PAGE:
Jacqueline S. Alford
6 November 2011
An Analysis of “The Workbox”
When is a gift more then a gift? Can a gift be given not out of love, but out of cruelty with intent to punish, threaten, and subjugate? The poem “The Workbox” written in 1914 by Thomas Hardy explores this topic. Throughout the poem the theme is shown to be that a kind gesture and concerned words can be a false veneer that is meant to thinly veil anger, cruelty, and dominance.
Hardy’s poem on the surface is about a seemingly loving yet dense husband who gives his wife a handmade workbox as a gift, which he has crafted out of the remnants of a coffin he has just completed. The wife happily accepts the gift which she believes is given out of love, but is shocked and frightened when she learns of its origin. Most would be shocked but not necessarily frightened to learn that a gift was made of materials of a coffin, but in this poem it is not the raw materials which the gift is made of that shocks and frightens the wife but rather the coffin’s owner (Hardy line 1-10).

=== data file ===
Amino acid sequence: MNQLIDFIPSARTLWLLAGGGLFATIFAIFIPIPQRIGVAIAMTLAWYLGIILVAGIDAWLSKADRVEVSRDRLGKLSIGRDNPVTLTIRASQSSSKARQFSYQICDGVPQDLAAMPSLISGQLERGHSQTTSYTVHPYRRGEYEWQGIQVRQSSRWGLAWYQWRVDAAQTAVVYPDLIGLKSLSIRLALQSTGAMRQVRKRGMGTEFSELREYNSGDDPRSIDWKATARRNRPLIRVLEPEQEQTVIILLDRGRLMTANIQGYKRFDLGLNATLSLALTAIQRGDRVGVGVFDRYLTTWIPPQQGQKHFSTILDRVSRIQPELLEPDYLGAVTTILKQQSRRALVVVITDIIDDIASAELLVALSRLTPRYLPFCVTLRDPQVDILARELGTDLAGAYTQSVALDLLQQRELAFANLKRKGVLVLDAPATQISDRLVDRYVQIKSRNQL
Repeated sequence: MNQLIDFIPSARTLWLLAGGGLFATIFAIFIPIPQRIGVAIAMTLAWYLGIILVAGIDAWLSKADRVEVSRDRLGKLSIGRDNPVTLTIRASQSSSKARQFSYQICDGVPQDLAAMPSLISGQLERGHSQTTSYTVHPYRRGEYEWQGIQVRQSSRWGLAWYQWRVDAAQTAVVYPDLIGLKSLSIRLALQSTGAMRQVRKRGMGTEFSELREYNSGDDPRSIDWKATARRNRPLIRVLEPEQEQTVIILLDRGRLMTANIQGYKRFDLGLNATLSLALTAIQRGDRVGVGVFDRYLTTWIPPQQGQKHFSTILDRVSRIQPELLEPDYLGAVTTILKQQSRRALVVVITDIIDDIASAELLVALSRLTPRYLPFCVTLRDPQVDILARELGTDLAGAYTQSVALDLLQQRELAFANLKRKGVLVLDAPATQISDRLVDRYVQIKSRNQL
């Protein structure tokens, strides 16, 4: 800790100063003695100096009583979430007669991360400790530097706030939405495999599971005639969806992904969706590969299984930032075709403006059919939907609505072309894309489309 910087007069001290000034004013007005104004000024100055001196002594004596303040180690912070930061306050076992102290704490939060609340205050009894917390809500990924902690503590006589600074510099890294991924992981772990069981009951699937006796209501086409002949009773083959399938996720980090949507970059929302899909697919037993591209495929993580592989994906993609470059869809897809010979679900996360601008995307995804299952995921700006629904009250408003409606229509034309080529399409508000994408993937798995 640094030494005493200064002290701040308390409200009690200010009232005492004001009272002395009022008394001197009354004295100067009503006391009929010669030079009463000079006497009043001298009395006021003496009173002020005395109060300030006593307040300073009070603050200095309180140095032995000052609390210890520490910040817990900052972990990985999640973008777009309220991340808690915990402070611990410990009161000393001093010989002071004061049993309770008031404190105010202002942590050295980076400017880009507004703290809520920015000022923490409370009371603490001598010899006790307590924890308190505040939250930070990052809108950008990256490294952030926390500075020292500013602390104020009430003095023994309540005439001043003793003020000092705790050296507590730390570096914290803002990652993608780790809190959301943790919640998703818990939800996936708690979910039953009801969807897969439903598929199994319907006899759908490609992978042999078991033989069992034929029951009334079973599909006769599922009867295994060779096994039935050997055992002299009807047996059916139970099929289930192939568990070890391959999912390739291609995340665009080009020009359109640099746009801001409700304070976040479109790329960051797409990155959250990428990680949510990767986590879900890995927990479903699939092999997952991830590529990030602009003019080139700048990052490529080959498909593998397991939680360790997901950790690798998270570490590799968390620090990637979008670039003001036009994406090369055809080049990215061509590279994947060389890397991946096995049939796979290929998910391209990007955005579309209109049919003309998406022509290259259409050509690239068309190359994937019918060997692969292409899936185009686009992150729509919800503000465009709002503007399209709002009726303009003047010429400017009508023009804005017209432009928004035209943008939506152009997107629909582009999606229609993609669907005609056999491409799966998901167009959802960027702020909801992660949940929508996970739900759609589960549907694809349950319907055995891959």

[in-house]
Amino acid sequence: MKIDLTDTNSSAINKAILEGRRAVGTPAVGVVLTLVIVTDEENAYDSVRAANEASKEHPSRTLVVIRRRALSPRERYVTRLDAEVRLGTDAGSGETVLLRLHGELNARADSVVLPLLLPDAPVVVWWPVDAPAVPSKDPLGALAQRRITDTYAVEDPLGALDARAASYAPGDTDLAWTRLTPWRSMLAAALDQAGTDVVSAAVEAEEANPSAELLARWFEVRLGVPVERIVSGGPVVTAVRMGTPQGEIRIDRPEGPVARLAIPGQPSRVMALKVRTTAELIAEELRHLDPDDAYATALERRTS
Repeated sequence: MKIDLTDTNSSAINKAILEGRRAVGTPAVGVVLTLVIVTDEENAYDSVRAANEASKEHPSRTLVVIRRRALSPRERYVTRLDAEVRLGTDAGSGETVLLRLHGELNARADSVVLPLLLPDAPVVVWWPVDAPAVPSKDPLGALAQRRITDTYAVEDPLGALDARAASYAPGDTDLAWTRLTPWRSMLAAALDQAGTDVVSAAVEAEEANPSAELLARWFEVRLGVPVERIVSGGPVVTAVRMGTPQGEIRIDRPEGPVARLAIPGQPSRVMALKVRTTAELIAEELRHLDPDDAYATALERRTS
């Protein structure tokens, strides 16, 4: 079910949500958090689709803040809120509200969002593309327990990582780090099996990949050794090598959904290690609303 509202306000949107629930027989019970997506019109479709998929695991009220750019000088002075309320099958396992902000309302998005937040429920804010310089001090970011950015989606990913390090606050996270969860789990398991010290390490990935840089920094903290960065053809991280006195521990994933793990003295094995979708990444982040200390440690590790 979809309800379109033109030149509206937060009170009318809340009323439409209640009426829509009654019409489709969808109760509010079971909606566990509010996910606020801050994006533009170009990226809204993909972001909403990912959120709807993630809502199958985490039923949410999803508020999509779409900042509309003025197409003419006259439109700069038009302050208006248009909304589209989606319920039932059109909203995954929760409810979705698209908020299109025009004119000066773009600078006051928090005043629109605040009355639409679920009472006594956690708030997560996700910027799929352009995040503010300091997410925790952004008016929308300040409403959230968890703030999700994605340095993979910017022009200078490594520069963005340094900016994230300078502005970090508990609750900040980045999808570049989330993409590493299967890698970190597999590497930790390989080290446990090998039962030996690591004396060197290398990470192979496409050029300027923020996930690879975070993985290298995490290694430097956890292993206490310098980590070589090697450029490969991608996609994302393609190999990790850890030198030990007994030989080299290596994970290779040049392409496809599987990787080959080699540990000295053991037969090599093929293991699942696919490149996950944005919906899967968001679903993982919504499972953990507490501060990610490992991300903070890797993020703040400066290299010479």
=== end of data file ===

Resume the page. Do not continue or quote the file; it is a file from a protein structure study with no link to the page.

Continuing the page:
The husband with feign innocence tells his wife the name of the owner of the coffin, John Wayward, who is now buried, but he tells her only after she cheerfully accepts the gift. He holds the present up to her
As with a smile she nears
And answers to the proffered,
“’Twill last all my sewing years!”
“I warrant it will. And longer too.
‘Tis a scantling that I got
Off poor John Wayward’s coffin, who
Died of they knew not what. (Hardy 5-12) John Wayward is a man from the wife’s “native town.” The poem subtlety implies that he was the wife’s former lover and the husband who is aware of this is now using this to taunt her. “But why do you look so white, my dear,
And turn aside your face?
You knew not that good lad, I fear, Though he came from your...
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